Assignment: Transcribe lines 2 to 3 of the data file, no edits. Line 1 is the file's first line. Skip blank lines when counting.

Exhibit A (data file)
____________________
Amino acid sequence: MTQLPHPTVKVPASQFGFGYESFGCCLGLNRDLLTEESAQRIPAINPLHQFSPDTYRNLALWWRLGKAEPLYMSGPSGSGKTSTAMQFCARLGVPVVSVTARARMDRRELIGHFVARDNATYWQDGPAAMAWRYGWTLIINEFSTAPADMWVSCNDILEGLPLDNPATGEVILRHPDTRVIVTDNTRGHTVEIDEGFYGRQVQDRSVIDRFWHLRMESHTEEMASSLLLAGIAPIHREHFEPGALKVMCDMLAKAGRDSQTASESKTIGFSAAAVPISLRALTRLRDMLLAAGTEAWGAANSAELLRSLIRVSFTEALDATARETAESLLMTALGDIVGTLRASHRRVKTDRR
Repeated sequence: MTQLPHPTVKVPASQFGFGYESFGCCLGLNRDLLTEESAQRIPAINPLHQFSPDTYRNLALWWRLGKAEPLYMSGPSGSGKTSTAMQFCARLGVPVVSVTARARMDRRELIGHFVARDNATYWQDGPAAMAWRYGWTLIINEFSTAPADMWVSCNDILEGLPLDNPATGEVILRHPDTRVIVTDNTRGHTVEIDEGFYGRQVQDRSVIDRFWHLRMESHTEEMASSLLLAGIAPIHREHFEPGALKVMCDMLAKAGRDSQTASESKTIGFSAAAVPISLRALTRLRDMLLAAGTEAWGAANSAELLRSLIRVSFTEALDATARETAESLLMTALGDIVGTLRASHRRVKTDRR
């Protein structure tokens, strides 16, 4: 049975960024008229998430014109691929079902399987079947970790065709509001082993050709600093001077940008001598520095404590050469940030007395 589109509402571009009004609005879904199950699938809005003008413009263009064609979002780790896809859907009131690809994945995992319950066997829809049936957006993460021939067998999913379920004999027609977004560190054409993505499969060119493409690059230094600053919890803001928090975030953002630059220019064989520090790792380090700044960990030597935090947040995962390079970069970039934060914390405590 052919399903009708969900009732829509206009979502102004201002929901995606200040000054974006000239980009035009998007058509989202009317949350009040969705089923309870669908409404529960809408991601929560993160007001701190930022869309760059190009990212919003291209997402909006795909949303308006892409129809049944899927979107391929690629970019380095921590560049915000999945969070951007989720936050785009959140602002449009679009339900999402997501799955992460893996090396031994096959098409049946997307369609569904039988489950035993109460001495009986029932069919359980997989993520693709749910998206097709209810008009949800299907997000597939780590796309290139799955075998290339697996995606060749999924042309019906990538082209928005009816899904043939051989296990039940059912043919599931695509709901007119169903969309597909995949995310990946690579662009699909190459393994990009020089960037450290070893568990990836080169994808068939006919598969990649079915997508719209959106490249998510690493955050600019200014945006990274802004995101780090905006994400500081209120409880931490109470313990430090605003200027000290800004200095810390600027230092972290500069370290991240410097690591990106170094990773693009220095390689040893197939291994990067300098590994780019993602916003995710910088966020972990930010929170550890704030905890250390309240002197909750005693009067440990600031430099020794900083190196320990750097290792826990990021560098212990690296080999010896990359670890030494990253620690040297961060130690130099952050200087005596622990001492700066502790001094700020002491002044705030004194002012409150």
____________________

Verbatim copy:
Repeated sequence: MTQLPHPTVKVPASQFGFGYESFGCCLGLNRDLLTEESAQRIPAINPLHQFSPDTYRNLALWWRLGKAEPLYMSGPSGSGKTSTAMQFCARLGVPVVSVTARARMDRRELIGHFVARDNATYWQDGPAAMAWRYGWTLIINEFSTAPADMWVSCNDILEGLPLDNPATGEVILRHPDTRVIVTDNTRGHTVEIDEGFYGRQVQDRSVIDRFWHLRMESHTEEMASSLLLAGIAPIHREHFEPGALKVMCDMLAKAGRDSQTASESKTIGFSAAAVPISLRALTRLRDMLLAAGTEAWGAANSAELLRSLIRVSFTEALDATARETAESLLMTALGDIVGTLRASHRRVKTDRR
């Protein structure tokens, strides 16, 4: 049975960024008229998430014109691929079902399987079947970790065709509001082993050709600093001077940008001598520095404590050469940030007395 589109509402571009009004609005879904199950699938809005003008413009263009064609979002780790896809859907009131690809994945995992319950066997829809049936957006993460021939067998999913379920004999027609977004560190054409993505499969060119493409690059230094600053919890803001928090975030953002630059220019064989520090790792380090700044960990030597935090947040995962390079970069970039934060914390405590 052919399903009708969900009732829509206009979502102004201002929901995606200040000054974006000239980009035009998007058509989202009317949350009040969705089923309870669908409404529960809408991601929560993160007001701190930022869309760059190009990212919003291209997402909006795909949303308006892409129809049944899927979107391929690629970019380095921590560049915000999945969070951007989720936050785009959140602002449009679009339900999402997501799955992460893996090396031994096959098409049946997307369609569904039988489950035993109460001495009986029932069919359980997989993520693709749910998206097709209810008009949800299907997000597939780590796309290139799955075998290339697996995606060749999924042309019906990538082209928005009816899904043939051989296990039940059912043919599931695509709901007119169903969309597909995949995310990946690579662009699909190459393994990009020089960037450290070893568990990836080169994808068939006919598969990649079915997508719209959106490249998510690493955050600019200014945006990274802004995101780090905006994400500081209120409880931490109470313990430090605003200027000290800004200095810390600027230092972290500069370290991240410097690591990106170094990773693009220095390689040893197939291994990067300098590994780019993602916003995710910088966020972990930010929170550890704030905890250390309240002197909750005693009067440990600031430099020794900083190196320990750097290792826990990021560098212990690296080999010896990359670890030494990253620690040297961060130690130099952050200087005596622990001492700066502790001094700020002491002044705030004194002012409150």